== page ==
Thomson is survived by his wife Mary, son Andrew and daughters Deirdre Baker, Pan Prendergast and Fiona Stanway, their spouses, 11 grandchildren and four great-grandchildren.

Funeral arrangements were to be announced over the next few days.

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Gaston leaves USC to become head coach at Texas A&M

By Ryan LavnerJune 19, 2018, 11:00 pm

In a major shakeup in the women’s college golf world, USC coach Andrea Gaston has accepted an offer to become the new head coach at Texas A&M.

Terms of the deal were not disclosed.

Gaston, who informed her players of her decision Monday night, has been one of the most successful coaches over the past two decades, leading the Trojans to three NCAA titles and producing five NCAA individual champions during her 22-year reign. They have finished in the top 5 at nationals in an NCAA-record 13 consecutive seasons.

This year was arguably Gaston’s most impressive coaching job. She returned last fall after undergoing treatment for uterine cancer, but a promising season was seemingly derailed after losing two stars to the pro ranks at the halfway point. Instead, she guided a team with four freshmen and a sophomore to the third seed in stroke play and a NCAA semifinals appearance. Of the four years that match play has been used in the women’s game, USC has advanced to the semifinals three times.  

Texas A&M could use a coach with Gaston’s track record.

Last month the Aggies fired coach Trelle McCombs after 11 seasons following a third consecutive NCAA regional exit. A&M had won conference titles as recently as 2010 (Big 10) and 2015 (SEC), but this year the team finished 13th at SECs.

The head-coaching job at Southern Cal is one of the most sought-after in the country and will have no shortage of outside interest. If the Trojans look to promote internally, men’s assistant Justin Silverstein spent four years under Gaston and helped the team win the 2013 NCAA title.  

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Spieth 'blacked out' after Travelers holeout

By Will GrayJune 19, 2018, 9:44 pm

CROMWELL, Conn. – It was perhaps the most-replayed shot (and celebration) of the year.

Jordan Spieth’s bunker holeout to win the Travelers Championship last year in a playoff over Daniel Berger nearly broke the Internet, as fans relived that raucous chest bump between Spieth and caddie Michael Greller after Spieth threw his wedge and Greller threw his rake.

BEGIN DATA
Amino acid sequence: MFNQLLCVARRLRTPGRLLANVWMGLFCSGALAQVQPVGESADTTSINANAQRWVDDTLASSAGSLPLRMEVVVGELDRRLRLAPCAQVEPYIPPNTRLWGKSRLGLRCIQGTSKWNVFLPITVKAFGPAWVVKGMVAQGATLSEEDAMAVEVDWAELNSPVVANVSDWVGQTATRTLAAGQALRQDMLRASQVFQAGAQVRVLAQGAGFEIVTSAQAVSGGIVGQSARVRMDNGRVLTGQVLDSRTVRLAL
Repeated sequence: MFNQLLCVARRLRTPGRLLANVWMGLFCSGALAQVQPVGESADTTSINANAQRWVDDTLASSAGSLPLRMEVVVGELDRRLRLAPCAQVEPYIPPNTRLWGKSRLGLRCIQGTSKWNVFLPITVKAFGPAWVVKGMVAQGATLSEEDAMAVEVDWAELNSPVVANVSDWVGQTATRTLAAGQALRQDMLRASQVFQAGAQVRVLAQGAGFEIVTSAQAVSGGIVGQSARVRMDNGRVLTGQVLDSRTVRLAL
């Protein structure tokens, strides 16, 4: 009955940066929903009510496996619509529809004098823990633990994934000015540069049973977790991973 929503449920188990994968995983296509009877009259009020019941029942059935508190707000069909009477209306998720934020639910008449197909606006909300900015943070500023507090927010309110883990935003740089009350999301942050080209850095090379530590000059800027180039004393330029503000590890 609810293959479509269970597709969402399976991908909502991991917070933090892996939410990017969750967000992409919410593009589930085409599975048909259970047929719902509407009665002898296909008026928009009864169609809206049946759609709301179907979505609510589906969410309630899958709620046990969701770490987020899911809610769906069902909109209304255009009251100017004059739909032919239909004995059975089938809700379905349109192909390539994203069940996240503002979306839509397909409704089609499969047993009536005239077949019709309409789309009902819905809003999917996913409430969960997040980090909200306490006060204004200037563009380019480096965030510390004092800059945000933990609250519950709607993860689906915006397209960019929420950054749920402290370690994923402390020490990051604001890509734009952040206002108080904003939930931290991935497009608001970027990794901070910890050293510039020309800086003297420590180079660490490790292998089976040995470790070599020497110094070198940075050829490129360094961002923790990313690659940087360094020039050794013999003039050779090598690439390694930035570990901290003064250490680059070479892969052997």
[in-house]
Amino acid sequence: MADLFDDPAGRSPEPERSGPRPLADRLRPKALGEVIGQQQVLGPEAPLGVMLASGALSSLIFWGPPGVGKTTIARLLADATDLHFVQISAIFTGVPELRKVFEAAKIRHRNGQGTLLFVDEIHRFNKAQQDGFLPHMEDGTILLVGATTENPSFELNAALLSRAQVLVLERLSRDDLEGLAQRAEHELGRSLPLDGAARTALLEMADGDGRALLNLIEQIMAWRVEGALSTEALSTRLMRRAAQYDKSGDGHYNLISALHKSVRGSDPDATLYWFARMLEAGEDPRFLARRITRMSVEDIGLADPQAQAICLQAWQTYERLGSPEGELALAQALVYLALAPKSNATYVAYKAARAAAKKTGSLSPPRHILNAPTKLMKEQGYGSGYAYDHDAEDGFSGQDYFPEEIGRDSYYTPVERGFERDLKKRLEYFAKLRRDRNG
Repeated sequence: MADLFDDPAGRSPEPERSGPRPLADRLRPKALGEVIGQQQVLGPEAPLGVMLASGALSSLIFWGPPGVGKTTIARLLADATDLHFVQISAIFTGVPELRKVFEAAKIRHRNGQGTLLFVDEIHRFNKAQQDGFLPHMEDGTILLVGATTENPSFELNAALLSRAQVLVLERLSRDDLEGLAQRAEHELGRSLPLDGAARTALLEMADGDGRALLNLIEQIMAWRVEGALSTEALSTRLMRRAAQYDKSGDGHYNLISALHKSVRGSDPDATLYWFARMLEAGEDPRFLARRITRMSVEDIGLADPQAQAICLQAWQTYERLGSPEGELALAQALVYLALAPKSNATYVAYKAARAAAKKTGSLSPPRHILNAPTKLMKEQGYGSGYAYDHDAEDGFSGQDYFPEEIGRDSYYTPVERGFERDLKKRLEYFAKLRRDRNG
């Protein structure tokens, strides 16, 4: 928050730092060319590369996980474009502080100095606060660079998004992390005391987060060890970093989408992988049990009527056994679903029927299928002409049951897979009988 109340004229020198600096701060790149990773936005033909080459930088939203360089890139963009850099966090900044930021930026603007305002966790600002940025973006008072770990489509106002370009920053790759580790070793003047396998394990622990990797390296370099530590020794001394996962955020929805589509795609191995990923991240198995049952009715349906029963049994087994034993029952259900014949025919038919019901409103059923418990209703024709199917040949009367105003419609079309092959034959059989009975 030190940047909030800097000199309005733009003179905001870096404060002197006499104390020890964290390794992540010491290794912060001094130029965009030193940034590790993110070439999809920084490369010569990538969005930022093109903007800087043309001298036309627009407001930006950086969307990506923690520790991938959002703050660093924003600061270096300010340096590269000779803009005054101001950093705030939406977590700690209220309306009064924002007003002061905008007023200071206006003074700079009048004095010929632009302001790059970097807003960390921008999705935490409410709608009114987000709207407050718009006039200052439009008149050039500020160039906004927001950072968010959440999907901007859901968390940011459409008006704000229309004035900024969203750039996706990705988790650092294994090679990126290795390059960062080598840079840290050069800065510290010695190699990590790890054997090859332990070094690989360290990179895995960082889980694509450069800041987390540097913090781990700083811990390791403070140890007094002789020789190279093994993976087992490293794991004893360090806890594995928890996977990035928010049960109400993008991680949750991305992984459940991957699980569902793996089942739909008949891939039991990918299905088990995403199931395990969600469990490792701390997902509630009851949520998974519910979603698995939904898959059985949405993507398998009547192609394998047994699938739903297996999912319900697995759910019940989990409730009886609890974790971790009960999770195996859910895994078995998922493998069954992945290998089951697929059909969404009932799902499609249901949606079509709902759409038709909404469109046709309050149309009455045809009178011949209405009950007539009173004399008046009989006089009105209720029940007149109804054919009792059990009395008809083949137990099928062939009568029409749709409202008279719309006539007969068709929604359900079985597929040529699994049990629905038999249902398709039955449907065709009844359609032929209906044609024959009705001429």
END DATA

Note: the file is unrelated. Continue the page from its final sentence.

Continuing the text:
Back in Connecticut to defend his title, Spieth admitted that he has watched replays of the scene dozens of times – even if, in the heat of the moment, he wasn’t exactly choreographing every move.


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“Just that celebration in general, I blacked out,” Spieth said. “It drops and you just react. For me, I’ve had a few instances where I’ve been able to celebrate or react on a 72nd, 73rd hole, 74th hole, whatever it may be, and it just shows how much it means to us.”

Spieth and Greller’s celebration was so memorable that tournament officials later shipped the rake to Greller as a keepsake. It’s a memory that still draws a smile from the defending champ, whose split-second decision to go for a chest bump over another form of celebration provided an appropriate cap to a high-energy sequence of events.

“There’s been a lot of pretty bad celebrations on the PGA Tour. There’s been a lot of missed high-fives,” Spieth said. “I’ve been part of plenty of them. Pretty hard to miss when I’m going into Michael for a chest bump.”

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Pregnant Lewis playing final events before break

By Randall MellJune 19, 2018, 9:27 pm

Stacy Lewis will be looking to make the most of her last three starts of 2018 in her annual return to her collegiate roots this week.

Lewis, due to give birth to her first child on Nov. 3, will tee it up in Friday’s start to the Walmart NW Arkansas Championship at Pinnacle Country Club in Rogers, Arkansas. She won the NCAA individual women’s national title in 2007 while playing at the University of Arkansas. She is planning to play the KPMG Women’s PGA Championship next week and then the Marathon Classic two weeks after that before taking the rest of the year off to get ready for her baby’s arrival.

Lewis, 33, said she is beginning to feel the effects of being with child.

“Things have definitely gotten harder, I would say, over the last week or so, the heat of the summer and all that,” Lewis said Tuesday. “I'm actually excited. I'm looking forward to the break and being able to decorate the baby's room and do all that kind of stuff and to be a mom - just super excited.”

Lewis says she is managing her energy levels, but she is eager to compete.

“Taking a few more naps and resting a little bit more,” she said. “Other than that, the game's been pretty good.”

Lewis won the Walmart NW Arkansas Championship in 2014, and she was credited with an unofficial title in ’07, while still a senior at Arkansas. That event was reduced to 18 holes because of multiple rain delays. Lewis is a popular alumni still actively involved with the university.